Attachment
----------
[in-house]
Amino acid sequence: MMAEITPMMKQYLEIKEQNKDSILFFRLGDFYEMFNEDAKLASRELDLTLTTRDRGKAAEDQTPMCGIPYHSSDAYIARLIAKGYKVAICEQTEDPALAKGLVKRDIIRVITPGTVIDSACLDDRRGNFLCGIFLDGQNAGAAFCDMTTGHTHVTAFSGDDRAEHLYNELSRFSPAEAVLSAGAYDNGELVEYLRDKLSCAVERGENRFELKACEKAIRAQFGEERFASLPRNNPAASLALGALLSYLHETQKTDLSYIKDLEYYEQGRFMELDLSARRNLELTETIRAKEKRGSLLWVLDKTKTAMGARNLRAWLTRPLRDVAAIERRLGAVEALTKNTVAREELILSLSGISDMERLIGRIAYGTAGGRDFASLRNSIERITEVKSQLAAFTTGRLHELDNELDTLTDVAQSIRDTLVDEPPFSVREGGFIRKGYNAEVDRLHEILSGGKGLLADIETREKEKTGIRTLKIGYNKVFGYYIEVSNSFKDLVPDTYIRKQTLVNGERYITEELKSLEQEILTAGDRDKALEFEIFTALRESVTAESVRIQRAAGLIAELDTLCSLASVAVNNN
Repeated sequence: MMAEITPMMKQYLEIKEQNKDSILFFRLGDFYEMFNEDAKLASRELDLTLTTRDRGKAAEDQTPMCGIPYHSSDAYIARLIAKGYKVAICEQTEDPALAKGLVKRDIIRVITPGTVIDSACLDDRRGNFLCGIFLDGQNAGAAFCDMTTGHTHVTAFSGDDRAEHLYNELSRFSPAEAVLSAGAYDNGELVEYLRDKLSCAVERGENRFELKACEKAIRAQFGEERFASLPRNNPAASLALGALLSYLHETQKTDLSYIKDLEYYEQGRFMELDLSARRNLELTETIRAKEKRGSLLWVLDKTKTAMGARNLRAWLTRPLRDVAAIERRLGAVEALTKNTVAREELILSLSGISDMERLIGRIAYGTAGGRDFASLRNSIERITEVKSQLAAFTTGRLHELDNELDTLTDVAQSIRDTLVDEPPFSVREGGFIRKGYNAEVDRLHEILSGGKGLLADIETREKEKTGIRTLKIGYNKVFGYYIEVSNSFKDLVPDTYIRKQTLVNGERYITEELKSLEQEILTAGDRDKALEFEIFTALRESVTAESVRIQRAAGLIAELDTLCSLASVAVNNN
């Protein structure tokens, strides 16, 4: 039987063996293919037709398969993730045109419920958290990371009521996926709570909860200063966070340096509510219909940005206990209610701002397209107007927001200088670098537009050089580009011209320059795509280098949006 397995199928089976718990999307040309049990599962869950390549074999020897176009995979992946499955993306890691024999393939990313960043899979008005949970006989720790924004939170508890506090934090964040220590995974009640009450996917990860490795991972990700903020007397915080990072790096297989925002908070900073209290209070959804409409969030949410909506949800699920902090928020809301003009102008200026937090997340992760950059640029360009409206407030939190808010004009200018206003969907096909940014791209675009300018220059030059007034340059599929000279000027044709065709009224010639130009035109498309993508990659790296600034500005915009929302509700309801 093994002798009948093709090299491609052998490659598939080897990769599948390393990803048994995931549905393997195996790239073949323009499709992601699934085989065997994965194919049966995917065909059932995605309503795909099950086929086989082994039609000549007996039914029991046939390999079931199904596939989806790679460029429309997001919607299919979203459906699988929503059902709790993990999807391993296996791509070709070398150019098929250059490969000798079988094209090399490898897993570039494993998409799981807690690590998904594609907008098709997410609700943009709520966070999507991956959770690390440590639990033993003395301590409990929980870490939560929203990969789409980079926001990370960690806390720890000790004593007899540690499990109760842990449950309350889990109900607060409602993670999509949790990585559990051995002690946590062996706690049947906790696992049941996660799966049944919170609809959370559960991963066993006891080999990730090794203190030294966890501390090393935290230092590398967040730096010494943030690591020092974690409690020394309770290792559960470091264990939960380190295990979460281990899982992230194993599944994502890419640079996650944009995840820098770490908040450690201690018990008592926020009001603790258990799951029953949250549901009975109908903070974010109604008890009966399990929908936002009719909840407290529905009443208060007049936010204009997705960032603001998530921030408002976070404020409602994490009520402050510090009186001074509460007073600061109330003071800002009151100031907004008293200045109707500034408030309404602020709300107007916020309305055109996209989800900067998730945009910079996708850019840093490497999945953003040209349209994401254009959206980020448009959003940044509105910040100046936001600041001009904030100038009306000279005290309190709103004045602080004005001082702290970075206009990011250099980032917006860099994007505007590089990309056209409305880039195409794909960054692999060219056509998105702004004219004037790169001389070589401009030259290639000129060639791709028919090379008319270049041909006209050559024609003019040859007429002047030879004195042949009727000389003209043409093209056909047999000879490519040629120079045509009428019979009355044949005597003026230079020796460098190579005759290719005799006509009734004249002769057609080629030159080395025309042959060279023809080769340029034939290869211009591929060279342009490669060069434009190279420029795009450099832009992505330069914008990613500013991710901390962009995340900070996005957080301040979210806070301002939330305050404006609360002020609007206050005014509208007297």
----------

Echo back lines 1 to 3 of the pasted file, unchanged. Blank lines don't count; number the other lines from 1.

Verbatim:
[in-house]
Amino acid sequence: MMAEITPMMKQYLEIKEQNKDSILFFRLGDFYEMFNEDAKLASRELDLTLTTRDRGKAAEDQTPMCGIPYHSSDAYIARLIAKGYKVAICEQTEDPALAKGLVKRDIIRVITPGTVIDSACLDDRRGNFLCGIFLDGQNAGAAFCDMTTGHTHVTAFSGDDRAEHLYNELSRFSPAEAVLSAGAYDNGELVEYLRDKLSCAVERGENRFELKACEKAIRAQFGEERFASLPRNNPAASLALGALLSYLHETQKTDLSYIKDLEYYEQGRFMELDLSARRNLELTETIRAKEKRGSLLWVLDKTKTAMGARNLRAWLTRPLRDVAAIERRLGAVEALTKNTVAREELILSLSGISDMERLIGRIAYGTAGGRDFASLRNSIERITEVKSQLAAFTTGRLHELDNELDTLTDVAQSIRDTLVDEPPFSVREGGFIRKGYNAEVDRLHEILSGGKGLLADIETREKEKTGIRTLKIGYNKVFGYYIEVSNSFKDLVPDTYIRKQTLVNGERYITEELKSLEQEILTAGDRDKALEFEIFTALRESVTAESVRIQRAAGLIAELDTLCSLASVAVNNN
Repeated sequence: MMAEITPMMKQYLEIKEQNKDSILFFRLGDFYEMFNEDAKLASRELDLTLTTRDRGKAAEDQTPMCGIPYHSSDAYIARLIAKGYKVAICEQTEDPALAKGLVKRDIIRVITPGTVIDSACLDDRRGNFLCGIFLDGQNAGAAFCDMTTGHTHVTAFSGDDRAEHLYNELSRFSPAEAVLSAGAYDNGELVEYLRDKLSCAVERGENRFELKACEKAIRAQFGEERFASLPRNNPAASLALGALLSYLHETQKTDLSYIKDLEYYEQGRFMELDLSARRNLELTETIRAKEKRGSLLWVLDKTKTAMGARNLRAWLTRPLRDVAAIERRLGAVEALTKNTVAREELILSLSGISDMERLIGRIAYGTAGGRDFASLRNSIERITEVKSQLAAFTTGRLHELDNELDTLTDVAQSIRDTLVDEPPFSVREGGFIRKGYNAEVDRLHEILSGGKGLLADIETREKEKTGIRTLKIGYNKVFGYYIEVSNSFKDLVPDTYIRKQTLVNGERYITEELKSLEQEILTAGDRDKALEFEIFTALRESVTAESVRIQRAAGLIAELDTLCSLASVAVNNN